On Mr. Machine, Daniel Brandt, Jan Brauer, and Paul Frick re-recorded material from their self-sufficient debut with assistance from a ten-piece orchestra. The project turned out to be less a diversion than a point to the trio's future. While Brandt Brauer Frick remain the core, their third album involves several musicians on instruments like tuba and trombone, violin and cello, marimba and vibraphone. They've also added several vocalists -- a move that helps transform their early "techno without the technology" approach into proper song assembly with electronic and acoustic elements. Miami as a theme is peculiar, though the makers say they have an imaginary and superficial version of the city in mind. Judging from the severe, occasionally bleak sound here, BBF didn't spend their brief 2012 visit soaking up freestyle, bass, or Afro-Cuban jazz. It's not like the album's cover could pass as a scene from Occupy Miami, either. The album begins with the creeping and foreboding "Miami Theme," featuring Erika Janunger, whose whispered "Gasp for air/Hold it there/Release the strings" is as chilling as the thunderous blasts of piano and percussion. The chamber techno instrumental "Ocean Drive (Schamane)" somehow lightens the mood while increasing the tension. "Plastic Like Your Mother" is a twisted love song, not a put-down -- a whirlwind of lapping and tapping percussion, deep bass, and escalating strings as Grammy-winning producer Om'Mas Keith gasps, longs, and commands. Throwback soul shouter Jamie Lidell provides another highlight on the agitated "Broken Pieces," one of the album's most moving pieces despite its relatively skeletal makeup of brass and percussion shards, piano flecks, and acidic probing bass. Post-punk pioneer Gudrun Gut appears on the taut, rapid "Fantasie Mädchen" and adds voyeuristic suspense with her single repeated line of "Fantasie mädchen, du rockst meine welt" ("Fantasy girl, you rock my world). The album closes as strongly as it begins with "Miami Titles," a thrilling orchestra-hall-meets-club synthesis from a trio that draws from Mahler, Reich, Mills, and Hood as if they're all part of the same lineage.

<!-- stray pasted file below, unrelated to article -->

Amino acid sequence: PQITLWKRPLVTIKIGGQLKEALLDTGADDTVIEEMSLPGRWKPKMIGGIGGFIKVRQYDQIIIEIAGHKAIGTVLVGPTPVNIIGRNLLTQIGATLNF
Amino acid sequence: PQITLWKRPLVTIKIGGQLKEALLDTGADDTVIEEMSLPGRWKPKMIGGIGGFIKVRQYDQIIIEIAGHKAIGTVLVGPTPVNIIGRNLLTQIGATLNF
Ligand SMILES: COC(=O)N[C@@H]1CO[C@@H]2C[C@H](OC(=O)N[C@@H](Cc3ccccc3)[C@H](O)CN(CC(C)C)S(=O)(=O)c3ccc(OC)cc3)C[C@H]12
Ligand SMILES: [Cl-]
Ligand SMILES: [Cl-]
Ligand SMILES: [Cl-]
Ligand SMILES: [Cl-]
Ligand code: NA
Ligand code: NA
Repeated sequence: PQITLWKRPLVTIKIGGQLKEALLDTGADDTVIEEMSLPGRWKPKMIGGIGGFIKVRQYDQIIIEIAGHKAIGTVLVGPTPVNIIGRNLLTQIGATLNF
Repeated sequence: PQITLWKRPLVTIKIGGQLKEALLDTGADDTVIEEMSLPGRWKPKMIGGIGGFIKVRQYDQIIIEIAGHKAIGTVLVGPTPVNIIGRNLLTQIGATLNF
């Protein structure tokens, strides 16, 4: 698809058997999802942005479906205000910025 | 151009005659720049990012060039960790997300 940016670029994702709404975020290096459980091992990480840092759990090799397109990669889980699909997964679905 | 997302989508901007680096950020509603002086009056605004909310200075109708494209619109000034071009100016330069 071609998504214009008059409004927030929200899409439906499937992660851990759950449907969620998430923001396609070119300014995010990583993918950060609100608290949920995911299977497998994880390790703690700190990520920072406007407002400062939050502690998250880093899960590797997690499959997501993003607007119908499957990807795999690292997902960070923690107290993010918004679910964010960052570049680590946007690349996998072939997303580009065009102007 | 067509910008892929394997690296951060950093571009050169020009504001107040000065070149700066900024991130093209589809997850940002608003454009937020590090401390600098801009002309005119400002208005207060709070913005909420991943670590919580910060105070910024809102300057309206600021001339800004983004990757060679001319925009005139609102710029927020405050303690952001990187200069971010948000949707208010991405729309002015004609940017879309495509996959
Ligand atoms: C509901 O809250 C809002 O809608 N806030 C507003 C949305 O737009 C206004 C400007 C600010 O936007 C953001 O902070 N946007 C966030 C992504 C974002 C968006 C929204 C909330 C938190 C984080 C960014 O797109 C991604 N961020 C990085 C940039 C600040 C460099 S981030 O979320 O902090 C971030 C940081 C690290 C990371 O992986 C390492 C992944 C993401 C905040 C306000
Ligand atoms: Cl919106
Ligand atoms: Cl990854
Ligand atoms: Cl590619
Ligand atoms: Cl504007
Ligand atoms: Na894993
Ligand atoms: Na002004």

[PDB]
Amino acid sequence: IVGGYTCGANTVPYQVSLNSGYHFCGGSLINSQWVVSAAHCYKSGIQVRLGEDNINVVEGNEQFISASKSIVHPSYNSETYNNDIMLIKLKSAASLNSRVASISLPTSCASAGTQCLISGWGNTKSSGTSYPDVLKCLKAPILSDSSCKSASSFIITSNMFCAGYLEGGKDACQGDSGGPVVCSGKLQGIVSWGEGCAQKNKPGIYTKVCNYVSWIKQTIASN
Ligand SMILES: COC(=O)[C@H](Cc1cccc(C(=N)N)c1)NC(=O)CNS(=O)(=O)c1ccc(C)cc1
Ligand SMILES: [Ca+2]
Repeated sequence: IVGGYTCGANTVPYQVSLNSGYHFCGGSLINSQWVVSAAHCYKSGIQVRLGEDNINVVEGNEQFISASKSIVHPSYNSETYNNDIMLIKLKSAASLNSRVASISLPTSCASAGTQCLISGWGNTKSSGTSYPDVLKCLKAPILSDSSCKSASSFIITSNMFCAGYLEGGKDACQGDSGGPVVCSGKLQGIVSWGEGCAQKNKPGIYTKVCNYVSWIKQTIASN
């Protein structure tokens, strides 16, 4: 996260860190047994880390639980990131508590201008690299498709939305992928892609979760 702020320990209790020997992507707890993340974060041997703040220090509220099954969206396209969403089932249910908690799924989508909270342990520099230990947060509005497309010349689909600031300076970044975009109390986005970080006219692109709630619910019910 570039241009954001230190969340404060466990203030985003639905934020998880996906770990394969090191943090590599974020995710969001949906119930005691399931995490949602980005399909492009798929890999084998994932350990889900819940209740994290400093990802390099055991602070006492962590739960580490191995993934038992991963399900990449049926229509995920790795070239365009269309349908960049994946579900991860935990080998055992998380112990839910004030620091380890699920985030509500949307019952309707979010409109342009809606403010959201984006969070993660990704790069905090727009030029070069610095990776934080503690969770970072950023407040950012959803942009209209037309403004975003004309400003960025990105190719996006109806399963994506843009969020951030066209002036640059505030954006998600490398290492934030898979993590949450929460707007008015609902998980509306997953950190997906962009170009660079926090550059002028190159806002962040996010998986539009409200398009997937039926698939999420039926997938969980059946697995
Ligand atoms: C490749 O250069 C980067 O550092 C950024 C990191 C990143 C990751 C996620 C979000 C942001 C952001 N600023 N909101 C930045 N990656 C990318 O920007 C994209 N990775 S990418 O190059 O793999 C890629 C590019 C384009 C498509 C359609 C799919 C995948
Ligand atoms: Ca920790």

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AllMusic Review by Andy Kellman